Archive for April, 2011

Happy May Day!

Saturday, April 30th, 2011


To all of the Pet Savers in Omaha and beyond…

Thank you for all you do to help pets!

I think that you are great.

Happy May Day!


Happy Heartworm-Free May!

Saturday, April 30th, 2011





Actually we have had two cases of heartworm disease this spring, which is really discouraging.  Another sobering fact – last year Banfield Pet Hospital diagnosed over 5000 cases of heartworm disease in dogs!  I did not hear how many cases were treated or how the dogs did, but FIVE THOUSAND!  Granted, there are 750 + Banfields across the country, but that is still so many for a disease that is 100% preventable.  As a community of pet people, we can do so much better.  The number will not be zero this year (It will be at least two) but I hope it is WAY lower than 5000!

This month’s topic…

Proheart 6

Where does Proheart 6 fit into the world of heartworm preventative medication?

Proheart 6 is an injectable sustained release medication labeled for dogs only (not cats or ferrets).  Its active ingredient is moxidectin, which, like the heartworm larvae killing component of all of the oral and topical preventatives available, is a macrocyclic lactone.  Moxidectin is also found in Advantage Multi, a combination topical heartworm-flea preventative that is applied monthly.  Proheart 6 is also labeled to treat hookworms.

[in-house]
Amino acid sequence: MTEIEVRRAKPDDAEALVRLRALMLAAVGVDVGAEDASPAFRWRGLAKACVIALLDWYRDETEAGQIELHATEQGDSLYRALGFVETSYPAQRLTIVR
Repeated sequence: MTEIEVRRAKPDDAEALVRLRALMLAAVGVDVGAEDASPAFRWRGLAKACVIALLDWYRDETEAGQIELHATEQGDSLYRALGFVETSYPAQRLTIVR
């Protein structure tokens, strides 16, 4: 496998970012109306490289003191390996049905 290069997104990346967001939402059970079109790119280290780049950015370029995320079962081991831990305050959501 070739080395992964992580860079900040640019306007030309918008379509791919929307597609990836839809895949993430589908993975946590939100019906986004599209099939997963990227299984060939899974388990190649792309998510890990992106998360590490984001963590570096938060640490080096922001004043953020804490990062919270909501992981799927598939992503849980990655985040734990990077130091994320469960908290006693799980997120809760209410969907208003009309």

Why is Proheart 6 only given every six months?

The moxidectin in Proheart 6 is in a sustained release formula, which means medication is constantly released over several months.  It stays in the dog’s body at therapeutic levels for six months, after which it tapers off to levels that are both ineffective to kill heartworm larva and are also safe when combined with another full dose.

Will Proheart 6 save the world?


Pfizer recommends that veterinarians not give Proheart to dogs who are too thin, dogs who are ill, puppies under six months of age, and dogs who have not had Proheart before the age of seven.  If they have had Proheart before the age of seven, they may then have it at any age.  They also recommend that Proheart not be given to dogs who have allergic dermatitis.  Generally, allergic dermatitis includes any allergies, food, inhalant, or contact allergies that manifest as itching or skin problems.  Reactions to Proheart may occur.